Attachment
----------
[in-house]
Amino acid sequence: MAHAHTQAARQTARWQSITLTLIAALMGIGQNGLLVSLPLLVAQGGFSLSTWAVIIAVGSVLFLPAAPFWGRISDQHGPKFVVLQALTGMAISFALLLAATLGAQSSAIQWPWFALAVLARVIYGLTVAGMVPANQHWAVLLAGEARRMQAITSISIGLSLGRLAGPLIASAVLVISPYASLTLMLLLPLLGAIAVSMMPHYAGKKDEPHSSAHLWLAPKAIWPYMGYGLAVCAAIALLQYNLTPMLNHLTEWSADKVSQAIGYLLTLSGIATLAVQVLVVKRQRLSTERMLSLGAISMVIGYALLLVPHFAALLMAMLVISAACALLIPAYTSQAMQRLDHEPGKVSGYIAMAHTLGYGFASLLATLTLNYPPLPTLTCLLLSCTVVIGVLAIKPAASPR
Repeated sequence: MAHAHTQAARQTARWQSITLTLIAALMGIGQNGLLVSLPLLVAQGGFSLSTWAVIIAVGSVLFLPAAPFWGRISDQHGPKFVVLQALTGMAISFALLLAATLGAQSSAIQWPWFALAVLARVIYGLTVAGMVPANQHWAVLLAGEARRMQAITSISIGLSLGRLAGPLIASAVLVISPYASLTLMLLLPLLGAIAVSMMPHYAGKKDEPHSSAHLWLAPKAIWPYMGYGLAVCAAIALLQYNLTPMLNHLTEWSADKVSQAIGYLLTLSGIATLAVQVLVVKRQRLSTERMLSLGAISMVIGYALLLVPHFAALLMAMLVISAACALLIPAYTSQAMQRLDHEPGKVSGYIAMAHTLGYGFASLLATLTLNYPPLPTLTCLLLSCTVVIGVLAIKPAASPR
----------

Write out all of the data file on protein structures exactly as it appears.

[in-house]
Amino acid sequence: MAHAHTQAARQTARWQSITLTLIAALMGIGQNGLLVSLPLLVAQGGFSLSTWAVIIAVGSVLFLPAAPFWGRISDQHGPKFVVLQALTGMAISFALLLAATLGAQSSAIQWPWFALAVLARVIYGLTVAGMVPANQHWAVLLAGEARRMQAITSISIGLSLGRLAGPLIASAVLVISPYASLTLMLLLPLLGAIAVSMMPHYAGKKDEPHSSAHLWLAPKAIWPYMGYGLAVCAAIALLQYNLTPMLNHLTEWSADKVSQAIGYLLTLSGIATLAVQVLVVKRQRLSTERMLSLGAISMVIGYALLLVPHFAALLMAMLVISAACALLIPAYTSQAMQRLDHEPGKVSGYIAMAHTLGYGFASLLATLTLNYPPLPTLTCLLLSCTVVIGVLAIKPAASPR
Repeated sequence: MAHAHTQAARQTARWQSITLTLIAALMGIGQNGLLVSLPLLVAQGGFSLSTWAVIIAVGSVLFLPAAPFWGRISDQHGPKFVVLQALTGMAISFALLLAATLGAQSSAIQWPWFALAVLARVIYGLTVAGMVPANQHWAVLLAGEARRMQAITSISIGLSLGRLAGPLIASAVLVISPYASLTLMLLLPLLGAIAVSMMPHYAGKKDEPHSSAHLWLAPKAIWPYMGYGLAVCAAIALLQYNLTPMLNHLTEWSADKVSQAIGYLLTLSGIATLAVQVLVVKRQRLSTERMLSLGAISMVIGYALLLVPHFAALLMAMLVISAACALLIPAYTSQAMQRLDHEPGKVSGYIAMAHTLGYGFASLLATLTLNYPPLPTLTCLLLSCTVVIGVLAIKPAASPR